Local livestock auction markets – Lifeblood of the livestock industry
Auction markets are an important part of the livestock industry, providing an essential service to folks who produce beef and dairy cattle, sheep, hogs and goats.
Lee Pitts, well-known columnist and rancher, has always had a great appreciation for local auction markets around the country. He has stated that small producers are the main customers for the local auctions. The really big groups of calves or stocker cattle are often sold on the video markets, or sometimes the producer retains ownership at a custom feedlot, but even the big outfits sell cull cows and bulls at local sale barns.
Some people think small producers don’t get a fair deal at an auction barn, but this isn’t true; often they top the market, according to Pitts. Sale barns work just as hard for the little guys as they do for the big outfits, because if they don’t have the little guys, they won’t have a business. If they get enough little guys bringing their animals, they have a reliable market, and then some of the bigger outfits start coming, too.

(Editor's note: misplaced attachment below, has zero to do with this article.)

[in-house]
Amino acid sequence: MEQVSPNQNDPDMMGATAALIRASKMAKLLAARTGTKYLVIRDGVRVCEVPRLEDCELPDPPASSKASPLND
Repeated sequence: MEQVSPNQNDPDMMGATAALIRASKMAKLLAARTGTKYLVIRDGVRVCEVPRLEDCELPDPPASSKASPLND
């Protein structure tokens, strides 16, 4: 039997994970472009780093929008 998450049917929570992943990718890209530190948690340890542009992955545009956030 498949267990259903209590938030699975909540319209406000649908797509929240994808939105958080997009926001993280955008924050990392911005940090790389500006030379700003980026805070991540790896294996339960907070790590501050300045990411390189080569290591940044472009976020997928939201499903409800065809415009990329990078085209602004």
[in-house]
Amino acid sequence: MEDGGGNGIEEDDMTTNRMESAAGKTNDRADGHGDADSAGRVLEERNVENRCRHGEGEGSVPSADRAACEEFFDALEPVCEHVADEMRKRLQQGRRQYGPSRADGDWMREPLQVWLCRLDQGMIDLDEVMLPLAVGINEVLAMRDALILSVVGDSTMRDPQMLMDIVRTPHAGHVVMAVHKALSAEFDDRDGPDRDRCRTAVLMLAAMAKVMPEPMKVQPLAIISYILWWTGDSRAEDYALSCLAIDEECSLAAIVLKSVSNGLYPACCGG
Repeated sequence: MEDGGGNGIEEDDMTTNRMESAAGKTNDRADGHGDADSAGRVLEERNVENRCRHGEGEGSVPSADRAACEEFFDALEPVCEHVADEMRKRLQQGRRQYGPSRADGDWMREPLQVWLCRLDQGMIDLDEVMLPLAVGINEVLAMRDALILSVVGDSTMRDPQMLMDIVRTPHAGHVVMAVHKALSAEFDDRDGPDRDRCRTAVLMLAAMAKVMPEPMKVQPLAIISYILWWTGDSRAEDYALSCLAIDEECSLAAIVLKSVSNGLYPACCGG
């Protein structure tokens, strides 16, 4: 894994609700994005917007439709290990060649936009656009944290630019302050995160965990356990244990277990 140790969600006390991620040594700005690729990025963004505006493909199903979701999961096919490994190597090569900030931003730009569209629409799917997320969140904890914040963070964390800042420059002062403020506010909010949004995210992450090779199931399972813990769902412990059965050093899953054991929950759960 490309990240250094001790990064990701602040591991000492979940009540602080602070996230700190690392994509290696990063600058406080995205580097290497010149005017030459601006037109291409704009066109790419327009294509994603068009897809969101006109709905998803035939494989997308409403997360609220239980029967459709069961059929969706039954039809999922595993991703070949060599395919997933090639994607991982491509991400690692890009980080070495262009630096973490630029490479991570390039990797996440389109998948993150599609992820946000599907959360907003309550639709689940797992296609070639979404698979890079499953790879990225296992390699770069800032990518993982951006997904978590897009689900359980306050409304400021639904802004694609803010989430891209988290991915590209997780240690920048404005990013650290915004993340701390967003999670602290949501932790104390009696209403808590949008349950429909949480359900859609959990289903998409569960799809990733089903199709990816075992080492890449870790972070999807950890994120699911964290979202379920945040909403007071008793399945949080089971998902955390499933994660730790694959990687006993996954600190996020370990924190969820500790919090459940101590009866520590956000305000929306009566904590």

The manager of one South Dakota livestock auction said the small producer gets treated with the same respect and consideration, and quality always sells. Whenever you can get buyers together, bidding competitively on your cattle, you’ll get a better price than if you only show them to one person at your ranch.